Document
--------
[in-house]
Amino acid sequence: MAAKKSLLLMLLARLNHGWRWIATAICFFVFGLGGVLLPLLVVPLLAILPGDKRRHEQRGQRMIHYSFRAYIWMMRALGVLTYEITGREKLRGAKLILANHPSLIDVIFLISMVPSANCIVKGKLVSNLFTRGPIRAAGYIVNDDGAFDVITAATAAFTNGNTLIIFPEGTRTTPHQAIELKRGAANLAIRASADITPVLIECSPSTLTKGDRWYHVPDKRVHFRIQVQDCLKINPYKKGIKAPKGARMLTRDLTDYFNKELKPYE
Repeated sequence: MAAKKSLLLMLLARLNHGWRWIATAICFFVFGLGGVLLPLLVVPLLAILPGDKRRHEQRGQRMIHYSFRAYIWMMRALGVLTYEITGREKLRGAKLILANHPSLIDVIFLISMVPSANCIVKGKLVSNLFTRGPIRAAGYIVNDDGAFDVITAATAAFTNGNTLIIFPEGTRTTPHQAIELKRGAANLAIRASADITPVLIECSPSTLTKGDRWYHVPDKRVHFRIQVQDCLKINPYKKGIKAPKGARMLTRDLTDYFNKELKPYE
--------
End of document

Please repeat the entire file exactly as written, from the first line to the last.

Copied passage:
[in-house]
Amino acid sequence: MAAKKSLLLMLLARLNHGWRWIATAICFFVFGLGGVLLPLLVVPLLAILPGDKRRHEQRGQRMIHYSFRAYIWMMRALGVLTYEITGREKLRGAKLILANHPSLIDVIFLISMVPSANCIVKGKLVSNLFTRGPIRAAGYIVNDDGAFDVITAATAAFTNGNTLIIFPEGTRTTPHQAIELKRGAANLAIRASADITPVLIECSPSTLTKGDRWYHVPDKRVHFRIQVQDCLKINPYKKGIKAPKGARMLTRDLTDYFNKELKPYE
Repeated sequence: MAAKKSLLLMLLARLNHGWRWIATAICFFVFGLGGVLLPLLVVPLLAILPGDKRRHEQRGQRMIHYSFRAYIWMMRALGVLTYEITGREKLRGAKLILANHPSLIDVIFLISMVPSANCIVKGKLVSNLFTRGPIRAAGYIVNDDGAFDVITAATAAFTNGNTLIIFPEGTRTTPHQAIELKRGAANLAIRASADITPVLIECSPSTLTKGDRWYHVPDKRVHFRIQVQDCLKINPYKKGIKAPKGARMLTRDLTDYFNKELKPYE